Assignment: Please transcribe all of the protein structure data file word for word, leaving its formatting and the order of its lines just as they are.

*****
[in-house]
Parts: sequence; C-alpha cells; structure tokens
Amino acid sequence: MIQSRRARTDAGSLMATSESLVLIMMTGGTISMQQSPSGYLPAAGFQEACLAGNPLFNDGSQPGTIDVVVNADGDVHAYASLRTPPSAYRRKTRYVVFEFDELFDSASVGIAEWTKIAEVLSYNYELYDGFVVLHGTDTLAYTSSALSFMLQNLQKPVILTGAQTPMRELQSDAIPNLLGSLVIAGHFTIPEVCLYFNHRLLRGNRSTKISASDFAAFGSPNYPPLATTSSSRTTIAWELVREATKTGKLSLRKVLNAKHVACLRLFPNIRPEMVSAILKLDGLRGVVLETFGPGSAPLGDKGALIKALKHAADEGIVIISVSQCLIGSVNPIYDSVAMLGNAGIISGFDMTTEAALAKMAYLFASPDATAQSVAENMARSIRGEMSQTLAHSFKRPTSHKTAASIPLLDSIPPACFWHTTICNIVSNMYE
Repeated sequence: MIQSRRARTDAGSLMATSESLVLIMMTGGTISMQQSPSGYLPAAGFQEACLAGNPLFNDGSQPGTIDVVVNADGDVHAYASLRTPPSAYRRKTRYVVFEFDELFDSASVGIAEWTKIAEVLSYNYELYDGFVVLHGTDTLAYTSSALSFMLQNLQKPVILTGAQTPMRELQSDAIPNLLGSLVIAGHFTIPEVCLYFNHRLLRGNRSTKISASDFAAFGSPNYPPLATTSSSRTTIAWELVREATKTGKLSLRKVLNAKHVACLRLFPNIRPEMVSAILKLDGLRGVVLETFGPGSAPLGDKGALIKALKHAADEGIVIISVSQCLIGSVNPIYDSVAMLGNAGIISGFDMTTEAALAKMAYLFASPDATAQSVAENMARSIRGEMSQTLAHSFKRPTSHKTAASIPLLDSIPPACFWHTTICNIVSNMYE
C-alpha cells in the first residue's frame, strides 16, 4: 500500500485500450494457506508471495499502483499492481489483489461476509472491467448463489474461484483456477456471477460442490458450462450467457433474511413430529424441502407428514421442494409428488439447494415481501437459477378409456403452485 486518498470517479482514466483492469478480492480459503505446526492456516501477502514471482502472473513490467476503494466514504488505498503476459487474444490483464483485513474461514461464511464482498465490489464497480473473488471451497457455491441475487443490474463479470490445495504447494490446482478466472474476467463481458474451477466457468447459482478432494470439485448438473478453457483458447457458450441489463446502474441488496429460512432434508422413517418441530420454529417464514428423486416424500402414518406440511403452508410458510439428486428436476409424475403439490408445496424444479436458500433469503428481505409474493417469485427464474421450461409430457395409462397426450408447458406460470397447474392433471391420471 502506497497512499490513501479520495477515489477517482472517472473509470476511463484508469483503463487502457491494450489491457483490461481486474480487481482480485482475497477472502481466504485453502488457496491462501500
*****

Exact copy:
[in-house]
Parts: sequence; C-alpha cells; structure tokens
Amino acid sequence: MIQSRRARTDAGSLMATSESLVLIMMTGGTISMQQSPSGYLPAAGFQEACLAGNPLFNDGSQPGTIDVVVNADGDVHAYASLRTPPSAYRRKTRYVVFEFDELFDSASVGIAEWTKIAEVLSYNYELYDGFVVLHGTDTLAYTSSALSFMLQNLQKPVILTGAQTPMRELQSDAIPNLLGSLVIAGHFTIPEVCLYFNHRLLRGNRSTKISASDFAAFGSPNYPPLATTSSSRTTIAWELVREATKTGKLSLRKVLNAKHVACLRLFPNIRPEMVSAILKLDGLRGVVLETFGPGSAPLGDKGALIKALKHAADEGIVIISVSQCLIGSVNPIYDSVAMLGNAGIISGFDMTTEAALAKMAYLFASPDATAQSVAENMARSIRGEMSQTLAHSFKRPTSHKTAASIPLLDSIPPACFWHTTICNIVSNMYE
Repeated sequence: MIQSRRARTDAGSLMATSESLVLIMMTGGTISMQQSPSGYLPAAGFQEACLAGNPLFNDGSQPGTIDVVVNADGDVHAYASLRTPPSAYRRKTRYVVFEFDELFDSASVGIAEWTKIAEVLSYNYELYDGFVVLHGTDTLAYTSSALSFMLQNLQKPVILTGAQTPMRELQSDAIPNLLGSLVIAGHFTIPEVCLYFNHRLLRGNRSTKISASDFAAFGSPNYPPLATTSSSRTTIAWELVREATKTGKLSLRKVLNAKHVACLRLFPNIRPEMVSAILKLDGLRGVVLETFGPGSAPLGDKGALIKALKHAADEGIVIISVSQCLIGSVNPIYDSVAMLGNAGIISGFDMTTEAALAKMAYLFASPDATAQSVAENMARSIRGEMSQTLAHSFKRPTSHKTAASIPLLDSIPPACFWHTTICNIVSNMYE
C-alpha cells in the first residue's frame, strides 16, 4: 500500500485500450494457506508471495499502483499492481489483489461476509472491467448463489474461484483456477456471477460442490458450462450467457433474511413430529424441502407428514421442494409428488439447494415481501437459477378409456403452485 486518498470517479482514466483492469478480492480459503505446526492456516501477502514471482502472473513490467476503494466514504488505498503476459487474444490483464483485513474461514461464511464482498465490489464497480473473488471451497457455491441475487443490474463479470490445495504447494490446482478466472474476467463481458474451477466457468447459482478432494470439485448438473478453457483458447457458450441489463446502474441488496429460512432434508422413517418441530420454529417464514428423486416424500402414518406440511403452508410458510439428486428436476409424475403439490408445496424444479436458500433469503428481505409474493417469485427464474421450461409430457395409462397426450408447458406460470397447474392433471391420471 502506497497512499490513501479520495477515489477517482472517472473509470476511463484508469483503463487502457491494450489491457483490461481486474480487481482480485482475497477472502481466504485453502488457496491462501500